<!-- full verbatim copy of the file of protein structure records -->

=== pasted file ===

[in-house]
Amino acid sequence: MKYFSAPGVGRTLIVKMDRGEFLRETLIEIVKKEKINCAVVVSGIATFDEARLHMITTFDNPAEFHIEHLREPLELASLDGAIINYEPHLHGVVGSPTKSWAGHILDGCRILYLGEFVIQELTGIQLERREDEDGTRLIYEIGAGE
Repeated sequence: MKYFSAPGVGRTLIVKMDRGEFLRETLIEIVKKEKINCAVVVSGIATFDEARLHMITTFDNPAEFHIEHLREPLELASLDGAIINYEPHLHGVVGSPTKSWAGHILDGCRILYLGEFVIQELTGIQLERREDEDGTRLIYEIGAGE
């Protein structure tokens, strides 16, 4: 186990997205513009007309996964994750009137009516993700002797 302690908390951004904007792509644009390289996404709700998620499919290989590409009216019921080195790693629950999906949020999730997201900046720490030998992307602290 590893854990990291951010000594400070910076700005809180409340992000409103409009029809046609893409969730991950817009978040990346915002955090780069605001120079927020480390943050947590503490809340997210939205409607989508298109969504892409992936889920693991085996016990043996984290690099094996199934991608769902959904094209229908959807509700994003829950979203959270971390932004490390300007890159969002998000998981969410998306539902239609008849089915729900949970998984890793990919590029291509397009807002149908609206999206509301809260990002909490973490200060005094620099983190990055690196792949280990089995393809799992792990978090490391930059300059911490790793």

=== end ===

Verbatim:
[in-house]
Amino acid sequence: MKYFSAPGVGRTLIVKMDRGEFLRETLIEIVKKEKINCAVVVSGIATFDEARLHMITTFDNPAEFHIEHLREPLELASLDGAIINYEPHLHGVVGSPTKSWAGHILDGCRILYLGEFVIQELTGIQLERREDEDGTRLIYEIGAGE
Repeated sequence: MKYFSAPGVGRTLIVKMDRGEFLRETLIEIVKKEKINCAVVVSGIATFDEARLHMITTFDNPAEFHIEHLREPLELASLDGAIINYEPHLHGVVGSPTKSWAGHILDGCRILYLGEFVIQELTGIQLERREDEDGTRLIYEIGAGE
């Protein structure tokens, strides 16, 4: 186990997205513009007309996964994750009137009516993700002797 302690908390951004904007792509644009390289996404709700998620499919290989590409009216019921080195790693629950999906949020999730997201900046720490030998992307602290 590893854990990291951010000594400070910076700005809180409340992000409103409009029809046609893409969730991950817009978040990346915002955090780069605001120079927020480390943050947590503490809340997210939205409607989508298109969504892409992936889920693991085996016990043996984290690099094996199934991608769902959904094209229908959807509700994003829950979203959270971390932004490390300007890159969002998000998981969410998306539902239609008849089915729900949970998984890793990919590029291509397009807002149908609206999206509301809260990002909490973490200060005094620099983190990055690196792949280990089995393809799992792990978090490391930059300059911490790793």